Almost all ancient Greek men, especially kings, married women, but some were exclusively homosexual – one such character, Pausanias of Athens, features in Plato’s “Symposium.” In Thebes, between 378 and 338 BCE, an entire infantry battalion, the Sacred Band, consisted of 150 adult male couples. But the norm, for at least some upper-class men, was a premarital homoerotic phase – first as the “junior beloved,” then as the “senior,” adult partner.

Alexander was raised alongside his contemporary Hephaestion in Pella and educated with him by the great philosopher, Aristotle. It’s possible – and I emphasize “possible” – that they had a homoerotic, homosexual relationship, at least in their late adolescence and possibly later – remember that Alexander became king of Macedonia when he was only 20 years old. I emphasize the “possible” because no ancient source explicitly states that they were lover or beloved.

On the other hand, it is said that Alexander did indeed have a homosexual relationship, something more than an affair, with a Persian eunuch named Bagoas. For me, this means that as an adult – he was about 30 years old at the time – Alexander was not exclusively heterosexual. However, by then he had acquired not one but three wives, simultaneously: Roxana and two Persian princesses. So, he never married a Greek! Scandalous! All three of his wives were Iranians, and the one son he sired in his lifetime was with a half-Iranian woman. Interesting! Much more interesting, anyway, than the anachronistic issue of whether or not he was gay.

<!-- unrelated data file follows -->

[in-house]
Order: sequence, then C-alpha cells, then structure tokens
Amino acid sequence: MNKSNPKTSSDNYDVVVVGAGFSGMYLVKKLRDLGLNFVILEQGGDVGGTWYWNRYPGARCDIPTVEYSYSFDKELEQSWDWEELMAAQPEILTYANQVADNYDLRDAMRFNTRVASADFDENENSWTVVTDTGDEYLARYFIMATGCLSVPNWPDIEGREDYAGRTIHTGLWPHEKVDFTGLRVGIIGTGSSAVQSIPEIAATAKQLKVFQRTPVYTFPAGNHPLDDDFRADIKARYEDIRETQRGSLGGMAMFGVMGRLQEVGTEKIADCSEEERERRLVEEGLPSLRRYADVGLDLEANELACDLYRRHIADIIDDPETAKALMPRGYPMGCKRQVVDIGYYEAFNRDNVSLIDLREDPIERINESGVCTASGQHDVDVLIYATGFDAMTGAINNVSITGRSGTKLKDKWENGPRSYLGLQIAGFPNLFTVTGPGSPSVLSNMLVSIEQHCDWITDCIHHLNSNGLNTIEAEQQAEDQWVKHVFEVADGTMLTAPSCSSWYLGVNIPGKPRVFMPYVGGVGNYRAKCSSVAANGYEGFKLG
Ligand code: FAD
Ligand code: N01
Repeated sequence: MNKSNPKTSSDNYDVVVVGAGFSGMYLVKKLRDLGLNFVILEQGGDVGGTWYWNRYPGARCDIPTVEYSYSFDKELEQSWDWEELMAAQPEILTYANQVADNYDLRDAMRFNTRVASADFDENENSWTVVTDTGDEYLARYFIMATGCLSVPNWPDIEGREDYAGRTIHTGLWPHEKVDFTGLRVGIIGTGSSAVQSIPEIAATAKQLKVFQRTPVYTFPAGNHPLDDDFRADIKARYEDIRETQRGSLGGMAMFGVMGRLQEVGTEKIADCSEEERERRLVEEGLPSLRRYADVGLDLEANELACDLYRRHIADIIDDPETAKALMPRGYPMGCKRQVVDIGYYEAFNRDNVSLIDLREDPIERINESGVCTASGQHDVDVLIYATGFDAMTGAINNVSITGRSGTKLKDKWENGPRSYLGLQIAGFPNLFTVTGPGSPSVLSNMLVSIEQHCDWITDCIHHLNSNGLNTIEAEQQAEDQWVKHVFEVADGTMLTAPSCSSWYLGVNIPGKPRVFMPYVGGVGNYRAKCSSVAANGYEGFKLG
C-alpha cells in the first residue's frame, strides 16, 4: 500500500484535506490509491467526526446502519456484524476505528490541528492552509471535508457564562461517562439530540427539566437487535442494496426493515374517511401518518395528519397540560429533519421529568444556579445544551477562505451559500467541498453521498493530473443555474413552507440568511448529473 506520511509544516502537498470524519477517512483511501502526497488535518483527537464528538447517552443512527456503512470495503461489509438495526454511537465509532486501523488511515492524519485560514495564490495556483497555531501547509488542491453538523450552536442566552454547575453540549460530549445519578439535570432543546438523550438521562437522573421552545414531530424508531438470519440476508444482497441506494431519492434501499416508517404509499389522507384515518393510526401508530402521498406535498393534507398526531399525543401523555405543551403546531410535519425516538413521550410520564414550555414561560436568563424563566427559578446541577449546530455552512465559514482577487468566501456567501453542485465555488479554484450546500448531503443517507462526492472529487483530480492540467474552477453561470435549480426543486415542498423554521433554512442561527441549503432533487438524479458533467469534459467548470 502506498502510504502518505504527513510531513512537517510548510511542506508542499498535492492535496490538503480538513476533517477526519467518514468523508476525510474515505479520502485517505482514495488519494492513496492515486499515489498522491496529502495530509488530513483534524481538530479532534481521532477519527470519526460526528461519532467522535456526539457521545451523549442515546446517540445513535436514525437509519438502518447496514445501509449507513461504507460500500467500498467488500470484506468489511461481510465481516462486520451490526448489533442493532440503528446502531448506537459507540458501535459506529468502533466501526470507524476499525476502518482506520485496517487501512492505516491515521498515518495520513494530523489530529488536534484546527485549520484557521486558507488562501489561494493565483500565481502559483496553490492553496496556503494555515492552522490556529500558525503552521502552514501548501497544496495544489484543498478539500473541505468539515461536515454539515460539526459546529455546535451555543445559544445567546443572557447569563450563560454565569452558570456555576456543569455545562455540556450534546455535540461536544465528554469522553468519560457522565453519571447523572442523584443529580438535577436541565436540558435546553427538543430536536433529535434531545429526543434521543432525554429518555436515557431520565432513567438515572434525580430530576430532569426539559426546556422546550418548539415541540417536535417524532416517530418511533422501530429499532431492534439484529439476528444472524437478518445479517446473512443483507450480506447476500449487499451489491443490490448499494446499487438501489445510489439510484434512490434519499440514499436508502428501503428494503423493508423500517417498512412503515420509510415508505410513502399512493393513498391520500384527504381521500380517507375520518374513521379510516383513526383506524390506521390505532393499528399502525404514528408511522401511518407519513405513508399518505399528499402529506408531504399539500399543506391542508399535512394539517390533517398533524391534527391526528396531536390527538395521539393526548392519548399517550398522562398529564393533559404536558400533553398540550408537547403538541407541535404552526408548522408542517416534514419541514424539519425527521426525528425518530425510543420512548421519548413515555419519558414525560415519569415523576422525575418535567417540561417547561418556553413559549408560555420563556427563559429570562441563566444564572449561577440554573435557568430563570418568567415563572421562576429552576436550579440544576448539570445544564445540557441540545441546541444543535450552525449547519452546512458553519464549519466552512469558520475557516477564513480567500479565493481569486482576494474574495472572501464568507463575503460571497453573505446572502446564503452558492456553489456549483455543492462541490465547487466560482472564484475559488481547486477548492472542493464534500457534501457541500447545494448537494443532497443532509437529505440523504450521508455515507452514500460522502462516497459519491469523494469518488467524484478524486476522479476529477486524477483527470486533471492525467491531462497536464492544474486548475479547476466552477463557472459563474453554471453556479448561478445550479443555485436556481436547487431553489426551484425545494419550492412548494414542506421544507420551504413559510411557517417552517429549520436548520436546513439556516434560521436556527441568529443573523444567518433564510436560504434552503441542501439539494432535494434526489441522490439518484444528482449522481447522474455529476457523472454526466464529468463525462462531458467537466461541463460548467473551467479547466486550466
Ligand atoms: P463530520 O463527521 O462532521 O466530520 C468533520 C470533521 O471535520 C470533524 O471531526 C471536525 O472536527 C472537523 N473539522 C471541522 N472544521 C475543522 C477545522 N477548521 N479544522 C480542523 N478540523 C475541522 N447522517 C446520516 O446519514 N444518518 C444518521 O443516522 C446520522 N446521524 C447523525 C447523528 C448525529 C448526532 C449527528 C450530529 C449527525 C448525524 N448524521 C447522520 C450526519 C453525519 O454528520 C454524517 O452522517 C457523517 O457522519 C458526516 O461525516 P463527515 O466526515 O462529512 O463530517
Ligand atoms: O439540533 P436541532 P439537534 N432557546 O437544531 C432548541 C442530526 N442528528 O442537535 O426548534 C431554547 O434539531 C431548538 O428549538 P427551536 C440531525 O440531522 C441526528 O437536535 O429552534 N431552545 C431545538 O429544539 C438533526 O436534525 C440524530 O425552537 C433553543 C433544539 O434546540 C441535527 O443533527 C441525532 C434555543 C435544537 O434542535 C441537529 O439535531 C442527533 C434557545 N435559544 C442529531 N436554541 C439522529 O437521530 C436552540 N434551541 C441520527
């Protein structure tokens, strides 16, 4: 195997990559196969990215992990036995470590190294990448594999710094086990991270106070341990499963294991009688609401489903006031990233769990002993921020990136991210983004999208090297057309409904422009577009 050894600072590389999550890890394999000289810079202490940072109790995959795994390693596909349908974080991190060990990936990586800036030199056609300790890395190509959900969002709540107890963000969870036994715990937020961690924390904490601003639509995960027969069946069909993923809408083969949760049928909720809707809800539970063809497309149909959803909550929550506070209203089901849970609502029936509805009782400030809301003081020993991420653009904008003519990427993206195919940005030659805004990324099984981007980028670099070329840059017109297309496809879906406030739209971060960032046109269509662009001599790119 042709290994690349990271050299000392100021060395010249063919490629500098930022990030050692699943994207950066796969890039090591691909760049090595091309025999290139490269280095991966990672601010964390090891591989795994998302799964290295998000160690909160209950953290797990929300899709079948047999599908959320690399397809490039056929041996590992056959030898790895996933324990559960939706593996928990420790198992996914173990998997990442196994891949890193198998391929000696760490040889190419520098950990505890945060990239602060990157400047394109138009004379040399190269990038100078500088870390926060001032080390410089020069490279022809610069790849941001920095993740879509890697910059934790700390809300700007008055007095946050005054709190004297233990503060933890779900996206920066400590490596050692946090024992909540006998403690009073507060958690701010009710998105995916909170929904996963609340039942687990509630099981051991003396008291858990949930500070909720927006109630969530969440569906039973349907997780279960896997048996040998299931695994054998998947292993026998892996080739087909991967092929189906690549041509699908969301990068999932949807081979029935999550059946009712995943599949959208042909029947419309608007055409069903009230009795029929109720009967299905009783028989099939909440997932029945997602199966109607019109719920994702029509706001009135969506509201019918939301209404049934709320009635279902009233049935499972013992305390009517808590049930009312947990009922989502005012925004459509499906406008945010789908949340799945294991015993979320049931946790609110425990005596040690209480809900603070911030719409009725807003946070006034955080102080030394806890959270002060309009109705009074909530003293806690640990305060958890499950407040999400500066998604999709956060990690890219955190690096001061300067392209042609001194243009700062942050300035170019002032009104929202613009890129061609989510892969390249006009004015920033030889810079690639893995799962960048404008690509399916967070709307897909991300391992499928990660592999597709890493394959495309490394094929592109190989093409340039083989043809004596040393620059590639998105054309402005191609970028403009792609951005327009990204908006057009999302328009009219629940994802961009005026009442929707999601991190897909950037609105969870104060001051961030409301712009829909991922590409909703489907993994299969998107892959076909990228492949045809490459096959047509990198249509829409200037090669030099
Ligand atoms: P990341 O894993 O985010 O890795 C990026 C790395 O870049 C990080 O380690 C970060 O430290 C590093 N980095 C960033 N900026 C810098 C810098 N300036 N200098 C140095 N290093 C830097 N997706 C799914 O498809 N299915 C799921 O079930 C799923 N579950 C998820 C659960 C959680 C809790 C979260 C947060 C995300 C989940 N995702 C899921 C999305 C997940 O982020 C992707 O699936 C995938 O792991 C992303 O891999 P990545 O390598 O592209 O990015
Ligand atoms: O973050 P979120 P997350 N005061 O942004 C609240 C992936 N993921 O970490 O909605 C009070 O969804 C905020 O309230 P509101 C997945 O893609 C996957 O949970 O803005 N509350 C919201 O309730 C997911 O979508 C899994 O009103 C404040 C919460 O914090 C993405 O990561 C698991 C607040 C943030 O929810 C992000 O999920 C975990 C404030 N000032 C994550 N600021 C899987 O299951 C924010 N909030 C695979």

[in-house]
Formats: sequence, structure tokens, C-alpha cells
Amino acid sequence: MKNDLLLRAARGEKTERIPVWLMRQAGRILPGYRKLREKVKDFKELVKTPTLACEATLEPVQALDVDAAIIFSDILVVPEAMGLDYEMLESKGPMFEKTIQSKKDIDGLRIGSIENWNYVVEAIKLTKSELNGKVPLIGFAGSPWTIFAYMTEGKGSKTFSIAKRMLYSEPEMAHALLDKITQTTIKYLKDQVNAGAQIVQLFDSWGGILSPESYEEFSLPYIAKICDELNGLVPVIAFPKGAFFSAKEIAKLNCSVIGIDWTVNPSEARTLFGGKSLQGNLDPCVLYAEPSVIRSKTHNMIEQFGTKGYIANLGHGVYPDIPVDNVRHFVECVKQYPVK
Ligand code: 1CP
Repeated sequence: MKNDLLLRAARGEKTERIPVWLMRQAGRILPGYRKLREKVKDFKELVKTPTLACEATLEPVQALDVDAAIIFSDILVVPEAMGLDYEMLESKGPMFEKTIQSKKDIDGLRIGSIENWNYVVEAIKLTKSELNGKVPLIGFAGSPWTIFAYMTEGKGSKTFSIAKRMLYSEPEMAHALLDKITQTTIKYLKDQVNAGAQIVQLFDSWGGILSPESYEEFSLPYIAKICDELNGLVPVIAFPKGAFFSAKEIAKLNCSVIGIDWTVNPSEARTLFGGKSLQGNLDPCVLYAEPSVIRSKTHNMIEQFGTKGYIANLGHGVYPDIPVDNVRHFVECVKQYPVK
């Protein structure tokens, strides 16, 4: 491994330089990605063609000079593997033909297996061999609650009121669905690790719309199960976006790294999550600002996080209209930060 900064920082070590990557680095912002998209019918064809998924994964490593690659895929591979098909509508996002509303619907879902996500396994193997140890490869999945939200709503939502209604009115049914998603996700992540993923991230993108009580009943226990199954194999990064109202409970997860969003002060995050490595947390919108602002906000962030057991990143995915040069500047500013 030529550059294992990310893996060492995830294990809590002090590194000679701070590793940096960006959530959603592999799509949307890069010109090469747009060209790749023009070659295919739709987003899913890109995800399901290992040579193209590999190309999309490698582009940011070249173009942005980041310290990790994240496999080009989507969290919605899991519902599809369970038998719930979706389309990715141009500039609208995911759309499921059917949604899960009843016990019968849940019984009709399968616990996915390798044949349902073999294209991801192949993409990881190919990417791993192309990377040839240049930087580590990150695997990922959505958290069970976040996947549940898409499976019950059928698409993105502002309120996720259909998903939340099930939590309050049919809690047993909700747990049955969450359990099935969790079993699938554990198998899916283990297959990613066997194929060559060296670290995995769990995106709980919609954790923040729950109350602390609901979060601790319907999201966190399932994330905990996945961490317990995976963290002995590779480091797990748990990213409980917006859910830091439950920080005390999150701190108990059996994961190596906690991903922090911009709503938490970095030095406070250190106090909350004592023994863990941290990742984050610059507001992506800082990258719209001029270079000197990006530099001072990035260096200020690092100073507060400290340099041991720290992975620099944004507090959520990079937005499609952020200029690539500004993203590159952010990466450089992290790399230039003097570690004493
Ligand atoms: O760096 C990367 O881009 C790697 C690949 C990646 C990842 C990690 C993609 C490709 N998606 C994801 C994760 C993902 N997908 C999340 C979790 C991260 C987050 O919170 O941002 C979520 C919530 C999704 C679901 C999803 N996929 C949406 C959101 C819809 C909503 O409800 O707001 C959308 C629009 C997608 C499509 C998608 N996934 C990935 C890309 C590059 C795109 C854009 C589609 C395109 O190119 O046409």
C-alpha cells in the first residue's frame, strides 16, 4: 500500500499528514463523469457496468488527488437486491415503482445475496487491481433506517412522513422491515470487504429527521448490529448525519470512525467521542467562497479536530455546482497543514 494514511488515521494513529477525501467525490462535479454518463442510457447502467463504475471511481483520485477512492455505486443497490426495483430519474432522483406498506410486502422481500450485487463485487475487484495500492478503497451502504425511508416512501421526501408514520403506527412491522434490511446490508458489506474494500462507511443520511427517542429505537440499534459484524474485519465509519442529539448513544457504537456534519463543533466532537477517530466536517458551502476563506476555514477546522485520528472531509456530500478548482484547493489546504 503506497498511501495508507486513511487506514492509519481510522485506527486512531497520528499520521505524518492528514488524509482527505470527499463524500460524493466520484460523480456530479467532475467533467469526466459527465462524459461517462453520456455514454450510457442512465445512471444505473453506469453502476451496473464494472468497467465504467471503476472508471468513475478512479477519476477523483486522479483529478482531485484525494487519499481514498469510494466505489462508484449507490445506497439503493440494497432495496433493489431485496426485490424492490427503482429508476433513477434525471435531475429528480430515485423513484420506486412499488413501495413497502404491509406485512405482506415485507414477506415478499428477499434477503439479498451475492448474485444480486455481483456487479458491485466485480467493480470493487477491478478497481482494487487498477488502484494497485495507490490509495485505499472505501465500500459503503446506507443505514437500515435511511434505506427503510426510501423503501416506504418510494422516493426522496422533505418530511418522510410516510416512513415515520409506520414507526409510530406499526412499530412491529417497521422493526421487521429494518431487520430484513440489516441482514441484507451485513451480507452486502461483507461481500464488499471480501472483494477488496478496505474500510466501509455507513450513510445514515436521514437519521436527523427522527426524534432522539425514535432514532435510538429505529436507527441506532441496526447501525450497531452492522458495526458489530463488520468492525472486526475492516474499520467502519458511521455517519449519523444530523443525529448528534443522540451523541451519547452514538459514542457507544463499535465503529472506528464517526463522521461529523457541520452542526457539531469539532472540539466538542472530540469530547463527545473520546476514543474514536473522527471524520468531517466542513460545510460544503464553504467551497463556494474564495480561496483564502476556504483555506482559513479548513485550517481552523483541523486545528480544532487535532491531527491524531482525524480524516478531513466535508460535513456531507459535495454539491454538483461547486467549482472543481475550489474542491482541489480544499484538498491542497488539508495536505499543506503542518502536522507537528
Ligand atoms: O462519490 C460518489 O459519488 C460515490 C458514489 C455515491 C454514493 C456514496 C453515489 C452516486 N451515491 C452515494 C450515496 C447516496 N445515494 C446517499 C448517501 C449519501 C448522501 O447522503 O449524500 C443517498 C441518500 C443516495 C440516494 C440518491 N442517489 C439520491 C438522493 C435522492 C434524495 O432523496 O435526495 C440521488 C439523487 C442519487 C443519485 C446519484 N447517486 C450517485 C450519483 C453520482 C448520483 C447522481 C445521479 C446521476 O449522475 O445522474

– The cause of Alexander the Great’s death remains uncertain to this day. In your opinion, did he die from poisoning or from an illness? And if you lean towards the latter, for what reason did it pass into history that he was probably murdered?

Personally, I lean towards the opinion that his death was due to an illness that compounded with the years of serious injuries, the illnesses that struck him, excessive alcohol consumption, and the lack of adequate medical knowledge, skills, and drugs. Conspiracy theories were popular in the ancient world – as they are today – and given that the civil war broke out more or less immediately after his death, it was easy to conclude that Alexander’s death had been hastened “artificially” for the benefit of one or the other of the contenders for his inheritance, his ultimate – individual – autocratic power. But if he was indeed murdered, then it would have been by poisoning – many monarchs in the ancient world, from the Persians to the Roman emperors, were killed in this way.